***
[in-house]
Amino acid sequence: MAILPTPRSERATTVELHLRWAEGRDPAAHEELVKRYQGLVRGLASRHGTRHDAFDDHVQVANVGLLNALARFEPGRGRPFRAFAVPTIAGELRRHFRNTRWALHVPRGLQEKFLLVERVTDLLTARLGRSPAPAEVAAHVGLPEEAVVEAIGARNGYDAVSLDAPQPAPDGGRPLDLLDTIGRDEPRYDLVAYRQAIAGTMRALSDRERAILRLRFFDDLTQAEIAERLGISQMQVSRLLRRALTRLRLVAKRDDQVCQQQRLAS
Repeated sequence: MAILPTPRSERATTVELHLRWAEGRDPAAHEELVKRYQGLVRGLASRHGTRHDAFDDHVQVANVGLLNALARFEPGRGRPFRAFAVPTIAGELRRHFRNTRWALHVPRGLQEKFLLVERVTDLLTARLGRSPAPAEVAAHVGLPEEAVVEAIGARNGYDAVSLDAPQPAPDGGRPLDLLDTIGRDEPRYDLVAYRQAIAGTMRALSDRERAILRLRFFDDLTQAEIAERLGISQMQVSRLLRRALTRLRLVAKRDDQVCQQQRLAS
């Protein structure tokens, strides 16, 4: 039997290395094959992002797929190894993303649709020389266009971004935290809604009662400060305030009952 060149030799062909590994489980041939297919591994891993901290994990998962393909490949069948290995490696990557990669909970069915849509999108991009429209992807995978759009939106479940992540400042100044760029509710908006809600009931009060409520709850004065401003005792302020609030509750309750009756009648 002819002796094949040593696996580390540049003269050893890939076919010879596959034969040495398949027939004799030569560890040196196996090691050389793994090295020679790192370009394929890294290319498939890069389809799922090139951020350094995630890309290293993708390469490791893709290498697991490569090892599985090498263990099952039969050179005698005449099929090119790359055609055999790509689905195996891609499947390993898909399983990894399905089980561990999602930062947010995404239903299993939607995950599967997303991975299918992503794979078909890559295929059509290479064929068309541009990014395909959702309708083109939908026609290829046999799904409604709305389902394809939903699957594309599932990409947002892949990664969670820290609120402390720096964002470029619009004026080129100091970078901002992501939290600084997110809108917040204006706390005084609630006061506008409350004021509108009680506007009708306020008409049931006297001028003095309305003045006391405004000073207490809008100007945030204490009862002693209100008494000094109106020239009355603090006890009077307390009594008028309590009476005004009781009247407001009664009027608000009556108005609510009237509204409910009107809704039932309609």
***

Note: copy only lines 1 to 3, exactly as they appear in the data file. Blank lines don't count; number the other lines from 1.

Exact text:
[in-house]
Amino acid sequence: MAILPTPRSERATTVELHLRWAEGRDPAAHEELVKRYQGLVRGLASRHGTRHDAFDDHVQVANVGLLNALARFEPGRGRPFRAFAVPTIAGELRRHFRNTRWALHVPRGLQEKFLLVERVTDLLTARLGRSPAPAEVAAHVGLPEEAVVEAIGARNGYDAVSLDAPQPAPDGGRPLDLLDTIGRDEPRYDLVAYRQAIAGTMRALSDRERAILRLRFFDDLTQAEIAERLGISQMQVSRLLRRALTRLRLVAKRDDQVCQQQRLAS
Repeated sequence: MAILPTPRSERATTVELHLRWAEGRDPAAHEELVKRYQGLVRGLASRHGTRHDAFDDHVQVANVGLLNALARFEPGRGRPFRAFAVPTIAGELRRHFRNTRWALHVPRGLQEKFLLVERVTDLLTARLGRSPAPAEVAAHVGLPEEAVVEAIGARNGYDAVSLDAPQPAPDGGRPLDLLDTIGRDEPRYDLVAYRQAIAGTMRALSDRERAILRLRFFDDLTQAEIAERLGISQMQVSRLLRRALTRLRLVAKRDDQVCQQQRLAS